iBook pricing - what are publishers thinking?

Discussion in 'iPad' started by h00ligan, Apr 7, 2010.

  1. h00ligan macrumors 68030

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    #1
    AtLas shrugged kindle edition -$9.99. Atlas shrugged in iBooks -$27.99. Ridiculous.

    $9.84 new plus shipping for paperback

    Much less used.

    Publishers need a magic light switch to flip to save them. You can't charge more for something that costs you less to make. Period. The kindle price could be overcome. The iBooks pricing at 3x shows serious flaws. This is just one example..there are many more.
     
  2. pooryou macrumors 65816

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    #2
    Well, people can vote with their wallets. I won't buy anything I think is too expensive, and if everyone does this they will have to lower prices. Of course, I wouldn't download Atlas Shrugged for free, but I guess that is irrelevant..
     
  3. Boiler macrumors regular

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    #3
    Atlas Shrugged Kindle = Hank Rearden
    Atlas Shrugged Paperback = John Galt
    Atlas Shrugged iBooks = Wesley Mouch = FAIL

    Everyone should read this book sometime in their lifetime, preferably earlier.
     
  4. Michael CM1 macrumors 603

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    #4
    Unless there are some added features like you have in iTunes with videos and iTunes LP, that's ridiculous. I get a premium price for new releases, but when something hits paperback it should be MUCH cheaper. If there are special features with the book, there should also be a standard edition that's just the book.

    If you have taken a look at magazine and news apps, you'll find out that publishers are apparently not the smartest people in the world. When someone spends $500 for a device for reading electronically, they expect cheaper media. If it costs more to distribute an ebook, then something is wrong with the company.
     
  5. lilo777 macrumors 603

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    #5
    Publishers are preying on the loyal Apple fan base. They know that Apple fans will buy at any price just to please Steve Jobs :D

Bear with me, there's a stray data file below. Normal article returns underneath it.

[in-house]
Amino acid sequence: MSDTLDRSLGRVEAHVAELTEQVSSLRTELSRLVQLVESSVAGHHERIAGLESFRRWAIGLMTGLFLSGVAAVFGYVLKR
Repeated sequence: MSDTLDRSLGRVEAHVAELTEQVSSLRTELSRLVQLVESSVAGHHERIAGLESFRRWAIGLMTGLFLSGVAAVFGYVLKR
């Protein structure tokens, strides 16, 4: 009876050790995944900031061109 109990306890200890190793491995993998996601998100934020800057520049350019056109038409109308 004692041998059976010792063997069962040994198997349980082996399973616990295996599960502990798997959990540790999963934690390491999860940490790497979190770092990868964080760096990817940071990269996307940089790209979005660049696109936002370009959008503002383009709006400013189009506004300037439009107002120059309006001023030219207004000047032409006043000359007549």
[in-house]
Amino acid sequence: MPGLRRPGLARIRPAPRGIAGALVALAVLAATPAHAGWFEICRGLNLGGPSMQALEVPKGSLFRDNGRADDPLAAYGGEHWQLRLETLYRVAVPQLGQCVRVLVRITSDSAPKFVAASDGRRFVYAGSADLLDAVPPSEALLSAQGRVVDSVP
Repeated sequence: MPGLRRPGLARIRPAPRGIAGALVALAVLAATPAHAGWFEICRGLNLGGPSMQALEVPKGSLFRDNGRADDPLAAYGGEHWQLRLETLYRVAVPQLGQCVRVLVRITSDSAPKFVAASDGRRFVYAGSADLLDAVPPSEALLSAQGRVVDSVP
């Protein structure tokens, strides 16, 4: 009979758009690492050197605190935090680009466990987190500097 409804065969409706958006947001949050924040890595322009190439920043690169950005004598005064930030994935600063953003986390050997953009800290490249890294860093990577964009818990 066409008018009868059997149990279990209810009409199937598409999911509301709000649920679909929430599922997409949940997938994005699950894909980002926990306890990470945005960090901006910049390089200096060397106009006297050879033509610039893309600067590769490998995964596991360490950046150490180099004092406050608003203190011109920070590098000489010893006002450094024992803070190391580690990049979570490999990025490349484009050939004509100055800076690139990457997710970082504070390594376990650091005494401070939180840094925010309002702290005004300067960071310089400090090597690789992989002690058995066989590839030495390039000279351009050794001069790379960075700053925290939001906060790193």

6. h00ligan thread starter macrumors 68030

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    #6
    That's a sad opinion no matter which way you lean.

    Agreed on voting with the wallet.
     
  7. h00ligan thread starter macrumors 68030

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    #7
    Agreed and already read. Which is why I chose it as my sample study. Fundamentally the book pricing is out of order, especially considering many apple iPad owners would be used bookstore patrons, demographically speaking. I think the amount of greed From3 publishers of books and apps could undo the importance of the new device.
     
  8. pooryou macrumors 65816

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    #8
    No it's not. Not everyone shares your taste in literature, sorry.
     
  9. Chupa Chupa macrumors G5

    Chupa Chupa

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    #9
    I predict we'll see price adjustments in the near future like we are seeing in the App Store currently. If not publishers will learn that the favorite edition is neither the Kindle edition, nor the iBooks edition, nor the dead trees edition, but the Bittorrent edition. Not condoning it, but we know how this story ends, so to speak, when rational minds do not prevail.
     
  10. JediZenMaster macrumors 68000

    JediZenMaster

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    #10
    The version of atlas shrugged on iBooks was the centennial version which is why it was more. The mass market version which is cheaper is not offered on iBooks. But the centennial version is priced higher everywhere